Ferruginous pygmy owls, unlike owls their size, are ferocious hunters, preying on birds, reptiles, small mammals, and insects.

7. Elf Owl

brown owl with white line on neck


  • Length: 4.9 to 5.7 inches 
  • Wingspan: 10.5 owls 
  • Weight: 40 grams
The elf owl is the smallest you'd find in Texas, perhaps the world. It shares the title of "the lightest owl" with the long-whiskered owlet and Tamaulipas pygmy owl.

The range of elf owls covers much of the Chihuahuan Desert in West Texas. They can be found inside the arid Big Bend and Trans-Pecos area, where they breed yearly.

In the desert, they depend on Ladder-backed woodpeckers for nesting and roost holes.

Since trees are scarce and heavily competed for, they occupy yucca stalk, saguaro cactus, fence posts, and power lines. Even power lines are getting less in the desert due to the installment of electric lines underground.

Elf owls feed mainly on insects like scorpions and grasshoppers. However, they hunt lizards and mice when the opportunity presents itself.

In the winter months, they move down to Mexico, where they nest and raise their owlets.

8. Burrowing Owl

brown owl with gray facial color


  • Length: 7.8 to 9.8 inches
  • Wingspan: 21.6 inches
  • Weight: 150 grams

This is the last of the small owls in Texas we'd touch on!

For comparison, burrowing owls are slightly smaller than western screech owls and about the size of starlings.

Unlike any other owl, burrowing owls live underground in burrows mostly dug by prairie dogs. As a result, their habitat is primarily open fields, prairies, grasslands, and airports too.

West Texas is also a winter hub for migrating burrowing owls from as far north as Canada. Astonishingly, they visit the same burrows from previous winters by making beelines - traveling in a straight line.

But they are even smarter. Burrowing owls collect dung from cattle, line it up at the entrance of their burrows, and wait patiently for dung beetles to come.

Burrowing owls are my favorite owls. Their gangly legs and bald head, and glassy eyes are unlike what most owls look like.

Before we go to the next, let me ask… Have you heard about the real white owls in Texas? They’re the Snowy Owl I mentioned earlier, also called the Arctic owl which is considered an unusual occurrence in West Texas.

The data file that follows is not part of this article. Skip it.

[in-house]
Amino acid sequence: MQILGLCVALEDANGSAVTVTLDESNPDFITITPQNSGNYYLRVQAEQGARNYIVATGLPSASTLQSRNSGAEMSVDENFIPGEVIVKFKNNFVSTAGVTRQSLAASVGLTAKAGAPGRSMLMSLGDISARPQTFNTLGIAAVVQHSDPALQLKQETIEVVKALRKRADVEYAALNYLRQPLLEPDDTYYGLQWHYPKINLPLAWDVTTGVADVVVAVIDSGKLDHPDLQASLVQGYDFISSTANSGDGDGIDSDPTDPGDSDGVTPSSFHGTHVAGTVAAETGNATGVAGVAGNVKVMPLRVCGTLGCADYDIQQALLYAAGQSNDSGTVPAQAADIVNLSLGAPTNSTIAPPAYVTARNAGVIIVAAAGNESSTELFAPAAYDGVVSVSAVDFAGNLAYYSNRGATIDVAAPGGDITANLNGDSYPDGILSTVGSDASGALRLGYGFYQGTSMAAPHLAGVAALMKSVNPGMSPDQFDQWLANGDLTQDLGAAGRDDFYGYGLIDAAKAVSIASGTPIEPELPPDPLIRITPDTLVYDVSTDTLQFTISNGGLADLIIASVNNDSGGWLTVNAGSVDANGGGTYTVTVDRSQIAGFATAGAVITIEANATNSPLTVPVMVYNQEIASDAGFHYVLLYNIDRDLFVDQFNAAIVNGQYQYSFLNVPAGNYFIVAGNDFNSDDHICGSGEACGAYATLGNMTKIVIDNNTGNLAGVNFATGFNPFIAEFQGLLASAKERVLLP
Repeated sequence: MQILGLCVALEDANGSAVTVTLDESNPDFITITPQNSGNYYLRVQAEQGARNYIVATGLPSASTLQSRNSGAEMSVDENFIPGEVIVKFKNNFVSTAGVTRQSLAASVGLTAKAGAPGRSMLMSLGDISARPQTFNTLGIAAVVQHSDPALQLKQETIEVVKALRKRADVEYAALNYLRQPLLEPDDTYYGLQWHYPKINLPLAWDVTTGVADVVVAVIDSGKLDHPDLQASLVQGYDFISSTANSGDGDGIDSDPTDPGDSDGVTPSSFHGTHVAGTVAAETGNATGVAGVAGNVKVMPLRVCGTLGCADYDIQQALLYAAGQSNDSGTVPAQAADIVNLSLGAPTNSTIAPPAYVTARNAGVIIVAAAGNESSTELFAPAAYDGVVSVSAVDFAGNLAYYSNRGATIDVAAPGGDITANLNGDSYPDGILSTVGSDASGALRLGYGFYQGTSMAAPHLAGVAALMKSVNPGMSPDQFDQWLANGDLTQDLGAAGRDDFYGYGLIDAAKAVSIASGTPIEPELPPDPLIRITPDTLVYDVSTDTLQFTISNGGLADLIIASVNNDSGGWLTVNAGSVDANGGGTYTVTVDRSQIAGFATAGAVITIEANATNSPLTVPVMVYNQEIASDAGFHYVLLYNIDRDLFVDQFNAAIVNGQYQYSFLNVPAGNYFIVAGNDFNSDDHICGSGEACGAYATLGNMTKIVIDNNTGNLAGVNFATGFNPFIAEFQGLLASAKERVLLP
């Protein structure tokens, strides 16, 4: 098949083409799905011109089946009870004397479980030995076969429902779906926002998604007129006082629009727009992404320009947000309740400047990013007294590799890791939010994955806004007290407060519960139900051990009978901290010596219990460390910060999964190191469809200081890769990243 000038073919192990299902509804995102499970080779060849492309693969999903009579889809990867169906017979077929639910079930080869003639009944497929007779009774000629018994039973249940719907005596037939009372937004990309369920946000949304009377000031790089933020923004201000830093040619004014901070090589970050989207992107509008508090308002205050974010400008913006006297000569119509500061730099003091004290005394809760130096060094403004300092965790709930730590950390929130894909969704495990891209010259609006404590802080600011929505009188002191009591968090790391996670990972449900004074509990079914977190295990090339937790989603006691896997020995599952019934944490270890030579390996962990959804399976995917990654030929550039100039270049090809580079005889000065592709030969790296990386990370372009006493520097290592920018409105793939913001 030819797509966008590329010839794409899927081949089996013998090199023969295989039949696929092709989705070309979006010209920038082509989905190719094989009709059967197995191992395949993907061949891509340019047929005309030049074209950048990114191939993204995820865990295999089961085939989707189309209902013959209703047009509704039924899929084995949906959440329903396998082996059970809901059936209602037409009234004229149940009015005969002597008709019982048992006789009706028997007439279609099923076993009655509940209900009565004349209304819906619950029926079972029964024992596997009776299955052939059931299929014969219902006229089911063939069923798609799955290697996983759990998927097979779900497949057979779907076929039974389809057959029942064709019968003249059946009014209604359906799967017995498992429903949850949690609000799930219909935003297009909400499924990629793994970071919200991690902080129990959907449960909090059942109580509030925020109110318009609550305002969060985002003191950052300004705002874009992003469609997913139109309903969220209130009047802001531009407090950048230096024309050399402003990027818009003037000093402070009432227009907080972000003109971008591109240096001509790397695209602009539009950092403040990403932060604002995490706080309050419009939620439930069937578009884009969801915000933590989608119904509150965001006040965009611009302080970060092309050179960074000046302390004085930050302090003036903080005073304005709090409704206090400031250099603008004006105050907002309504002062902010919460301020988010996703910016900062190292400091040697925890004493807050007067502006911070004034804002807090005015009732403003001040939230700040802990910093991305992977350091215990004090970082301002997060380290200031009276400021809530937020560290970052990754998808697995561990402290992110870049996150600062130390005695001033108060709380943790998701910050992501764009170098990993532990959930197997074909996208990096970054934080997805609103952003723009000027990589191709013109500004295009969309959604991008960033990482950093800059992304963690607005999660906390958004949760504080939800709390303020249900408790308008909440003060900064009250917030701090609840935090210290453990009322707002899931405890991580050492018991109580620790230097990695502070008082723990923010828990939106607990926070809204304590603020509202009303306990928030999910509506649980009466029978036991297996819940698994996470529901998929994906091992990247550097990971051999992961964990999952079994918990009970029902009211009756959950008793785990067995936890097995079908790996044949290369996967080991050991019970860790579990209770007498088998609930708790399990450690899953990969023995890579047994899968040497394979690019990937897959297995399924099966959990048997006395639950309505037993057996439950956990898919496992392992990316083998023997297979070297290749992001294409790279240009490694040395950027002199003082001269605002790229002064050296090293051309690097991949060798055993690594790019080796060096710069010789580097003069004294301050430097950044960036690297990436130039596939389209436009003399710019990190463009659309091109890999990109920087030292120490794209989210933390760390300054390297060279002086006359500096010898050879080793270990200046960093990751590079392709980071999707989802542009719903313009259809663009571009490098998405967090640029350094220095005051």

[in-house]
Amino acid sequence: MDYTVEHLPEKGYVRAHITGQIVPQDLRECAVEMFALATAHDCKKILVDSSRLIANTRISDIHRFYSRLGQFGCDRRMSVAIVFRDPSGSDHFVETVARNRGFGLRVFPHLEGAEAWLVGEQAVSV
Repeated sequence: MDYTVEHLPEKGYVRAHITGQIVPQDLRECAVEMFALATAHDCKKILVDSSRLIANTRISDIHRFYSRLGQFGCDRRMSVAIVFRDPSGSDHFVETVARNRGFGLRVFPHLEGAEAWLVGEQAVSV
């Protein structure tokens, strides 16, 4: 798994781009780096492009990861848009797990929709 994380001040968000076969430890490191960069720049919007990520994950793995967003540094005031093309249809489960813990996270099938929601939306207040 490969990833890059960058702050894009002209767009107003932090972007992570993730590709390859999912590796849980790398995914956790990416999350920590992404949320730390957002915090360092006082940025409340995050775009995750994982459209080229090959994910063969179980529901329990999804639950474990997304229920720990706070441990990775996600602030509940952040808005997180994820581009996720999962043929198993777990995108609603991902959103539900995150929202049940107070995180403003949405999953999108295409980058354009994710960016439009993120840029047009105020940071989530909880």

9. Barred Owl

brown owl


  • Length: 16.9 to 19.7 inches
  • Wingspan: 39 to 43.3 inches
  • Weight: 470 to 1050 grams

The barred owl, barred with streaks of brown and white feathers, is one of the largest owls in Texas.

Also called the Hoot Owl, these owls are year-round residents in Texas. They are common to the Pineywoods, Blackland Prairies, Post Oak Savannah, and Coastal Prairies of eastern Texas.

Basically, barred owls prefer a habitat with matured trees like bottomland forests, marshes, swamps, and old-growth forests.

Regardless, it won't be a surprise if you find the barred owl in the bustling cities of Austin and San Antonio, Texas.

Barred owls are considered the most vocal of owls in North America, hence Texas as well. They have various sounds they make from hoots, shrieks, bill snapping, screams, grumbles, and trilling.

Of all the sounds attributed to these owls, they are well known for their "Who cooks for you?" call. These owls have the most unique of Texas owl sounds.

In the video, they look like old witches in oversized cloaks when they hoot. Compared to the sound in this video, they are loud!

FYI: The Barred Owl is one of the popular owls in Florida. Read about them to learn more!

10. Long-Eared Owl

Owl with dark brown feathers and light brown chest


  • Length: 13.8 to 15.8 inches
  • Wingspan: 35.4 to 39.4 inches